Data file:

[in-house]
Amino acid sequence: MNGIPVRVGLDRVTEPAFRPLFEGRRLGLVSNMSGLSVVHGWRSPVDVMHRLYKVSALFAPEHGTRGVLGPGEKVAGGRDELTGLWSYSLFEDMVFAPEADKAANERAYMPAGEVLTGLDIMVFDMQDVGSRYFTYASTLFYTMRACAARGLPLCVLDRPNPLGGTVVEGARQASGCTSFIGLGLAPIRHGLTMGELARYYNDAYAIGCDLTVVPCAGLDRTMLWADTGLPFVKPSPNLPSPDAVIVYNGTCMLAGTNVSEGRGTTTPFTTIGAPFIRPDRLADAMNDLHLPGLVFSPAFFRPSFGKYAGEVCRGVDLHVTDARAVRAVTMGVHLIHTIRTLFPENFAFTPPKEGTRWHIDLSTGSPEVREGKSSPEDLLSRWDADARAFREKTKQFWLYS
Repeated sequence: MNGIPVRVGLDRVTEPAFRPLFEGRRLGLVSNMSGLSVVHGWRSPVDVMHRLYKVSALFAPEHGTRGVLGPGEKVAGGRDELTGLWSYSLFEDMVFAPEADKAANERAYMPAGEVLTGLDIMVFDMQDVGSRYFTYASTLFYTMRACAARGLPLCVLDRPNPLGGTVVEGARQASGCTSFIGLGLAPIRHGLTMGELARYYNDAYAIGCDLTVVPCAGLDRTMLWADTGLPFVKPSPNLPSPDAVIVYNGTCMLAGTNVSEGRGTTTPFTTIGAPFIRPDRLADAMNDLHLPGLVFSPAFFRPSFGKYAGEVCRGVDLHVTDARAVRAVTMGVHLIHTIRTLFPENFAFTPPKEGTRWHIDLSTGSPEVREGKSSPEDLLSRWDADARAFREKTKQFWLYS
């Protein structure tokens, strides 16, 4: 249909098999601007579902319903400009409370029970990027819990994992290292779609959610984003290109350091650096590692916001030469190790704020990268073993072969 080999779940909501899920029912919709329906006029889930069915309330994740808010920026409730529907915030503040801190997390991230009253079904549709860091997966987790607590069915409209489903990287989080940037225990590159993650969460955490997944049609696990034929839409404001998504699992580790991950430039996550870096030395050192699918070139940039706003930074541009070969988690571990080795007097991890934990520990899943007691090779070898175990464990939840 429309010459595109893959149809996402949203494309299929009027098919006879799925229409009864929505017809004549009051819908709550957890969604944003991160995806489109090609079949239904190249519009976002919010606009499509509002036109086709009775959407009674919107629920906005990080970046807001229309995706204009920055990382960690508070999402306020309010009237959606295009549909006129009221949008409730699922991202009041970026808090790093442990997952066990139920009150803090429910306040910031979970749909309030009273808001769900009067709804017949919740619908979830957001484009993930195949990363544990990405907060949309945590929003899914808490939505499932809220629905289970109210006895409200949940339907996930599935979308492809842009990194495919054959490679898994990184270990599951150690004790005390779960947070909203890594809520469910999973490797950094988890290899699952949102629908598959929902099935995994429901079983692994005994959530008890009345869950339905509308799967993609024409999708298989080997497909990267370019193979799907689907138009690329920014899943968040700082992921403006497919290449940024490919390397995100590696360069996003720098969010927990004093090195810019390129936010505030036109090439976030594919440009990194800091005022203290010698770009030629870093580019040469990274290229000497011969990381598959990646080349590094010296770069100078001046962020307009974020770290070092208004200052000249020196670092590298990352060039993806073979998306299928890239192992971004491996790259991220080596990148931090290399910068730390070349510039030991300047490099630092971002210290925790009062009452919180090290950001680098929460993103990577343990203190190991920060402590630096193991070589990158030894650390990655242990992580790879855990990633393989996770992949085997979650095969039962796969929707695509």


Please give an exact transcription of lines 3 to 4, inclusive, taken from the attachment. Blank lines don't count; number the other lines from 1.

Repeated sequence: MNGIPVRVGLDRVTEPAFRPLFEGRRLGLVSNMSGLSVVHGWRSPVDVMHRLYKVSALFAPEHGTRGVLGPGEKVAGGRDELTGLWSYSLFEDMVFAPEADKAANERAYMPAGEVLTGLDIMVFDMQDVGSRYFTYASTLFYTMRACAARGLPLCVLDRPNPLGGTVVEGARQASGCTSFIGLGLAPIRHGLTMGELARYYNDAYAIGCDLTVVPCAGLDRTMLWADTGLPFVKPSPNLPSPDAVIVYNGTCMLAGTNVSEGRGTTTPFTTIGAPFIRPDRLADAMNDLHLPGLVFSPAFFRPSFGKYAGEVCRGVDLHVTDARAVRAVTMGVHLIHTIRTLFPENFAFTPPKEGTRWHIDLSTGSPEVREGKSSPEDLLSRWDADARAFREKTKQFWLYS
């Protein structure tokens, strides 16, 4: 249909098999601007579902319903400009409370029970990027819990994992290292779609959610984003290109350091650096590692916001030469190790704020990268073993072969 080999779940909501899920029912919709329906006029889930069915309330994740808010920026409730529907915030503040801190997390991230009253079904549709860091997966987790607590069915409209489903990287989080940037225990590159993650969460955490997944049609696990034929839409404001998504699992580790991950430039996550870096030395050192699918070139940039706003930074541009070969988690571990080795007097991890934990520990899943007691090779070898175990464990939840 429309010459595109893959149809996402949203494309299929009027098919006879799925229409009864929505017809004549009051819908709550957890969604944003991160995806489109090609079949239904190249519009976002919010606009499509509002036109086709009775959407009674919107629920906005990080970046807001229309995706204009920055990382960690508070999402306020309010009237959606295009549909006129009221949008409730699922991202009041970026808090790093442990997952066990139920009150803090429910306040910031979970749909309030009273808001769900009067709804017949919740619908979830957001484009993930195949990363544990990405907060949309945590929003899914808490939505499932809220629905289970109210006895409200949940339907996930599935979308492809842009990194495919054959490679898994990184270990599951150690004790005390779960947070909203890594809520469910999973490797950094988890290899699952949102629908598959929902099935995994429901079983692994005994959530008890009345869950339905509308799967993609024409999708298989080997497909990267370019193979799907689907138009690329920014899943968040700082992921403006497919290449940024490919390397995100590696360069996003720098969010927990004093090195810019390129936010505030036109090439976030594919440009990194800091005022203290010698770009030629870093580019040469990274290229000497011969990381598959990646080349590094010296770069100078001046962020307009974020770290070092208004200052000249020196670092590298990352060039993806073979998306299928890239192992971004491996790259991220080596990148931090290399910068730390070349510039030991300047490099630092971002210290925790009062009452919180090290950001680098929460993103990577343990203190190991920060402590630096193991070589990158030894650390990655242990992580790879855990990633393989996770992949085997979650095969039962796969929707695509």